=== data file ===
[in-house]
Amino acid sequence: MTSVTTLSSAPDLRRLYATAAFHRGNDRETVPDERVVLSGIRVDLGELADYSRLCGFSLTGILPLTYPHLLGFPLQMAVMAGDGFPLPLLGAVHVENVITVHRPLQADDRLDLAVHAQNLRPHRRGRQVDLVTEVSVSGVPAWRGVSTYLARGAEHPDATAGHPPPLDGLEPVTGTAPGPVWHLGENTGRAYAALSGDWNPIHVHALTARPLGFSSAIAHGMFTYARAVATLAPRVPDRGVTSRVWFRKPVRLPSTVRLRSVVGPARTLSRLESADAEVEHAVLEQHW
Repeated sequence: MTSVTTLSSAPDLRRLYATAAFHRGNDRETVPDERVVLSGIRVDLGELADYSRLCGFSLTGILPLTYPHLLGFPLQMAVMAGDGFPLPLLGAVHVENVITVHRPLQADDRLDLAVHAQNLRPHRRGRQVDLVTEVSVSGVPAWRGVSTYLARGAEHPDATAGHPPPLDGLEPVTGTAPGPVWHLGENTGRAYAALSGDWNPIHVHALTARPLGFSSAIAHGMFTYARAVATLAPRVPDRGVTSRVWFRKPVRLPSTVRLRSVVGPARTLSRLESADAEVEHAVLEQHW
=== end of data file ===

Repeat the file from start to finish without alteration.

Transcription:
[in-house]
Amino acid sequence: MTSVTTLSSAPDLRRLYATAAFHRGNDRETVPDERVVLSGIRVDLGELADYSRLCGFSLTGILPLTYPHLLGFPLQMAVMAGDGFPLPLLGAVHVENVITVHRPLQADDRLDLAVHAQNLRPHRRGRQVDLVTEVSVSGVPAWRGVSTYLARGAEHPDATAGHPPPLDGLEPVTGTAPGPVWHLGENTGRAYAALSGDWNPIHVHALTARPLGFSSAIAHGMFTYARAVATLAPRVPDRGVTSRVWFRKPVRLPSTVRLRSVVGPARTLSRLESADAEVEHAVLEQHW
Repeated sequence: MTSVTTLSSAPDLRRLYATAAFHRGNDRETVPDERVVLSGIRVDLGELADYSRLCGFSLTGILPLTYPHLLGFPLQMAVMAGDGFPLPLLGAVHVENVITVHRPLQADDRLDLAVHAQNLRPHRRGRQVDLVTEVSVSGVPAWRGVSTYLARGAEHPDATAGHPPPLDGLEPVTGTAPGPVWHLGENTGRAYAALSGDWNPIHVHALTARPLGFSSAIAHGMFTYARAVATLAPRVPDRGVTSRVWFRKPVRLPSTVRLRSVVGPARTLSRLESADAEVEHAVLEQHW